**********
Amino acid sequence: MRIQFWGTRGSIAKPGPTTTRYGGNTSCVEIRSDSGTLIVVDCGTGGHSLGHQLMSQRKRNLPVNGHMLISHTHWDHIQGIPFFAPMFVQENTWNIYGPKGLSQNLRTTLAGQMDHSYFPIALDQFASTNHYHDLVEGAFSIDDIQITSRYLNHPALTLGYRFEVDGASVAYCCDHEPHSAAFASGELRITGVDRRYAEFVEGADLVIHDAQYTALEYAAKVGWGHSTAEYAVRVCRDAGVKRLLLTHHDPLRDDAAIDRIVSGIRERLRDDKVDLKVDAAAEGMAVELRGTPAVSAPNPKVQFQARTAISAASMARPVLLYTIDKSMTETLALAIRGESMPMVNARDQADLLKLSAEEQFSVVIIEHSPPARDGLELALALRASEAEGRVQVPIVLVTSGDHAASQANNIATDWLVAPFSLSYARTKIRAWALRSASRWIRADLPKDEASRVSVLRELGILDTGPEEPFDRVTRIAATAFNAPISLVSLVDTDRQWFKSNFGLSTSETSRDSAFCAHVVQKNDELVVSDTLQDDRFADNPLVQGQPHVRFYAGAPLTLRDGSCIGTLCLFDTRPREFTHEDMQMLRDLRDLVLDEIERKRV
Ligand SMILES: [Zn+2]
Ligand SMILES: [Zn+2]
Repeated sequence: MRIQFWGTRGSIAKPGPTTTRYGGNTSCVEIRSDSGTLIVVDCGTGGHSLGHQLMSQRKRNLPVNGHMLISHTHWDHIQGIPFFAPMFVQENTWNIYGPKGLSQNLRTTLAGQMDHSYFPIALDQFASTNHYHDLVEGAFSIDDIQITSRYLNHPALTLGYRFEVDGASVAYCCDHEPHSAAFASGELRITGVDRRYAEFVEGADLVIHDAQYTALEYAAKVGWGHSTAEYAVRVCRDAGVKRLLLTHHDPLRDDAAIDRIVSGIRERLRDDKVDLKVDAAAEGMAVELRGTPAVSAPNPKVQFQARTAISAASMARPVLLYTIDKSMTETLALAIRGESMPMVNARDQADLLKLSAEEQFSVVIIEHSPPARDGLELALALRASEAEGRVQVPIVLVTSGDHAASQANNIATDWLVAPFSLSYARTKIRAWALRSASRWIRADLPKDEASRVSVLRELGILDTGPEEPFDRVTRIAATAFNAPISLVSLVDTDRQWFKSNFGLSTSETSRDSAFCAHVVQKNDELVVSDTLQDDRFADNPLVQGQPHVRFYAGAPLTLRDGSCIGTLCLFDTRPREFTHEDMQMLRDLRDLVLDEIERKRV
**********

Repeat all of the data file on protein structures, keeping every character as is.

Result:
Amino acid sequence: MRIQFWGTRGSIAKPGPTTTRYGGNTSCVEIRSDSGTLIVVDCGTGGHSLGHQLMSQRKRNLPVNGHMLISHTHWDHIQGIPFFAPMFVQENTWNIYGPKGLSQNLRTTLAGQMDHSYFPIALDQFASTNHYHDLVEGAFSIDDIQITSRYLNHPALTLGYRFEVDGASVAYCCDHEPHSAAFASGELRITGVDRRYAEFVEGADLVIHDAQYTALEYAAKVGWGHSTAEYAVRVCRDAGVKRLLLTHHDPLRDDAAIDRIVSGIRERLRDDKVDLKVDAAAEGMAVELRGTPAVSAPNPKVQFQARTAISAASMARPVLLYTIDKSMTETLALAIRGESMPMVNARDQADLLKLSAEEQFSVVIIEHSPPARDGLELALALRASEAEGRVQVPIVLVTSGDHAASQANNIATDWLVAPFSLSYARTKIRAWALRSASRWIRADLPKDEASRVSVLRELGILDTGPEEPFDRVTRIAATAFNAPISLVSLVDTDRQWFKSNFGLSTSETSRDSAFCAHVVQKNDELVVSDTLQDDRFADNPLVQGQPHVRFYAGAPLTLRDGSCIGTLCLFDTRPREFTHEDMQMLRDLRDLVLDEIERKRV
Ligand SMILES: [Zn+2]
Ligand SMILES: [Zn+2]
Repeated sequence: MRIQFWGTRGSIAKPGPTTTRYGGNTSCVEIRSDSGTLIVVDCGTGGHSLGHQLMSQRKRNLPVNGHMLISHTHWDHIQGIPFFAPMFVQENTWNIYGPKGLSQNLRTTLAGQMDHSYFPIALDQFASTNHYHDLVEGAFSIDDIQITSRYLNHPALTLGYRFEVDGASVAYCCDHEPHSAAFASGELRITGVDRRYAEFVEGADLVIHDAQYTALEYAAKVGWGHSTAEYAVRVCRDAGVKRLLLTHHDPLRDDAAIDRIVSGIRERLRDDKVDLKVDAAAEGMAVELRGTPAVSAPNPKVQFQARTAISAASMARPVLLYTIDKSMTETLALAIRGESMPMVNARDQADLLKLSAEEQFSVVIIEHSPPARDGLELALALRASEAEGRVQVPIVLVTSGDHAASQANNIATDWLVAPFSLSYARTKIRAWALRSASRWIRADLPKDEASRVSVLRELGILDTGPEEPFDRVTRIAATAFNAPISLVSLVDTDRQWFKSNFGLSTSETSRDSAFCAHVVQKNDELVVSDTLQDDRFADNPLVQGQPHVRFYAGAPLTLRDGSCIGTLCLFDTRPREFTHEDMQMLRDLRDLVLDEIERKRV